Actually it’s a shame that the Headless Monks were wasted on this stupid series arc because I actually thought they were a pretty cool idea. The theology is well thought out and it could have potentially served as a damning criticism of organised religion (thinking from the heart as opposed to the head. I like it). Instead we get treated to more bollocks. So the Monks, Clerics, Silence and Eye Patch Lady have all teamed up to kill the Doctor because apparently he’s a very bad man. Why do they think that?

Originally posted by giphygiff

I don’t know! I’ve got no fucking idea! I mean I’m not going to pretend that the Doctor is a saint, but if you want us to believe he’s a dangerous warrior, you’re going to have to show us some actual evidence. And that’s the problem. There isn’t any. Yes the Doctor has killed, but it’s always been for the greater good. To help others who couldn’t defend themselves. He may not be perfect, but he’s a good man at heart. Unless you give me a compelling reason to believe otherwise, I’m just going to snort and roll my eyes. Obviously Moffat isn’t giving us the full story until much later, but all it does is negatively impact this one. Basically, in this episode, the only reason we’re given as to why Eye Patch Lady thinks the Doctor is evil is ‘trust me. He just is.’ Not good enough.

Also, if you want to kill the Doctor, WHY NOT JUST KILL HIM?! He’s standing right there! Don’t let him finish his monologue! Just shoot the fucker! (Also raise your hand if you saw the Flesh baby plot twist coming. If you didn’t, you’re lying).

And it just gets worse when River shows up at the end to lecture the Doctor about how he’s too violent.

Now I’ll repeat that.

River Song, the gun toting archaeologist who massacred a bunch of Silence in her last appearance and clearly enjoyed every minute of it, is chastising the Doctor for being too violent. Fuck off!

And then the moment none of us have been waiting for. Who is River Song? She’s Amy’s daughter.

Originally posted by drunkbroadway

Um… I mean… OOOOOOH! Well I did NOT see THAT coming! And here’s me thinking she was Rassilon’s second cousin! Silly me!

Yeah, not only was this head thuddingly obvious what with the aquatic surnames and everything, but also Moffat gave the game away right at the beginning. Melody Pond. get it? Give me fucking strength.

What’s even weirder is that the focus is all out of whack. The reveal is directed more at the Doctor than Amy and Rory (you know, her parents). But why would the Doctor care? And more to the point, why should we care? Okay, River Song is Amy and Rory’s daughter. That’s some interesting information, but that’s hardly mid-season finale material. What we really care about is who River is in relation to the Doctor. And I suspect that’s what the Doctor is more concerned with too. And while I think of it, how is the Doctor learning about River’s true parentage constitute as ‘his darkest day?’ He doesn’t seem to take the news badly or anything. In fact the opposite.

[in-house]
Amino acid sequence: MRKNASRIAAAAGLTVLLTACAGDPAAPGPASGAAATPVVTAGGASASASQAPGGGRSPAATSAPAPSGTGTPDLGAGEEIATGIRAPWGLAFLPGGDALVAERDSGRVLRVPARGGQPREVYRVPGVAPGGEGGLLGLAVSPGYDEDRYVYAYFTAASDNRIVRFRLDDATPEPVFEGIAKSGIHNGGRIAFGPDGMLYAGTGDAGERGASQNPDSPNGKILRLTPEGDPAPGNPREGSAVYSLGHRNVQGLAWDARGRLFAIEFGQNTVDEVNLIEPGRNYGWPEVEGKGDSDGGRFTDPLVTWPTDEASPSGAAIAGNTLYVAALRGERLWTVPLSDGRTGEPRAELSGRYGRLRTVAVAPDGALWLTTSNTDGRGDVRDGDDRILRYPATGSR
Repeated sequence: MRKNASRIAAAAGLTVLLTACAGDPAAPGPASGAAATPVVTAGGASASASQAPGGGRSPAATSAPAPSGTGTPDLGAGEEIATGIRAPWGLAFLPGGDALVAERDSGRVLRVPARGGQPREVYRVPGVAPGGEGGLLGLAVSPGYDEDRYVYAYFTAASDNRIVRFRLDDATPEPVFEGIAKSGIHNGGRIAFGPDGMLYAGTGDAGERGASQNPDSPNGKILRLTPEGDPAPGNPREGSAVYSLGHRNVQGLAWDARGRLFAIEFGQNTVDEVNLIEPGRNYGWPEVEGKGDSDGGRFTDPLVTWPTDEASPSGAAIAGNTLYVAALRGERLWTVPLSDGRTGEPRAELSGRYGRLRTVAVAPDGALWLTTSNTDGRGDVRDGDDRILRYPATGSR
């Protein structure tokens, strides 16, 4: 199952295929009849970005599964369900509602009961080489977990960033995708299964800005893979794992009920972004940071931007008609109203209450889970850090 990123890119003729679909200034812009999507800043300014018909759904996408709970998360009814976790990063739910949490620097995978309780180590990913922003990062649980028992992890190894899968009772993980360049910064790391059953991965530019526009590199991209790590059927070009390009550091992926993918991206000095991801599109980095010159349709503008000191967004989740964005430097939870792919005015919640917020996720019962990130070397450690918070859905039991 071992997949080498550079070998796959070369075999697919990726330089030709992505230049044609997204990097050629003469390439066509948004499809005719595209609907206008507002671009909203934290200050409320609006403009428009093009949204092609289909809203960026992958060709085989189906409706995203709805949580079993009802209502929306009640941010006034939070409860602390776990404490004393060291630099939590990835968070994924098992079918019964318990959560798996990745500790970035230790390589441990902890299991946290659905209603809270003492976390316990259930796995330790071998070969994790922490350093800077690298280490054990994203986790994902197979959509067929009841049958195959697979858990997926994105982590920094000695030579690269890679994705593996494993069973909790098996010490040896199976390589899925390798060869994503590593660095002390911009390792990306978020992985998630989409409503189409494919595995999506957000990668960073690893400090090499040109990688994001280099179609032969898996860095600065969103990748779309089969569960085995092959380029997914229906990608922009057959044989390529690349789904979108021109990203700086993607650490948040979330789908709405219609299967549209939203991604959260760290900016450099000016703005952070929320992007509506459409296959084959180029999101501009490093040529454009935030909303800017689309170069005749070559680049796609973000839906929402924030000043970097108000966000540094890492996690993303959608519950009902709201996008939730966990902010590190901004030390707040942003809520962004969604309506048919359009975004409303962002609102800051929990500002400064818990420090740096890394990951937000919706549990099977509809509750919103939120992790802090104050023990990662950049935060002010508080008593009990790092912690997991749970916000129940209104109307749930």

It’s all so mind-bogglingly stupid. A Good Man Goes To War represents the point where Moffat officially starts to disappear up his own arsehole, weaving a convoluted web of bullshit whilst forgetting all the ingredients that make a good story. The answers we’re provided for some of the series arc mysteries are painfully obvious, unsatisfactory and just plain daft, none of the characters act like actual people or behave in a believable way, and crucially I don’t give a shit about anything that’s happening onscreen because at no point does Moffat ever give me a reason to care. Better get used to this folks because these issues are going to become the staple of the Moffat era going forward.

Wonders: Whouffaldi Tattoo AU

This got away from me. Inspired by the tumblr post talking about a world where tattoos randomly appear on people’s bodies. M Rated because of implied hanky-panky.

Clara got her first tattoo when her mother died.
She was expecting it. She had known, for what seemed like such a long and too terribly short time at once, that her mum didn’t have long. But she wasn’t prepared all the same for the pain. She was sobbing, holding her mother’s limp hand in her own. Her father had his face buried in the covers of the hospice bed as his own wailing grew louder, and this was agony enough.
Suddenly her back, near her shoulder blade, was burning white hot, like a branding iron had dug in there, marking the torture of that moment. She paid it no mind; she knew what it was. Her father was clutching his chest, where Clara knew a once green and thriving maple tree was shedding its leaves. It was bare now, they learned, many hours later. And across Clara’s back, caught in some invisible breeze, was a single leaf.

Her next tattoo, on the top of her foot, came soon after, when she decided to postpone getting a teaching job to help the Maitlands. It was an hourglass and the sands constantly moved, the top never emptying and the bottom never filling either. Clara understood what it meant. It was the same as her mother’s book, gathering dust, a reminder that her adventures, her dreams, were on hold. Someday time would run out.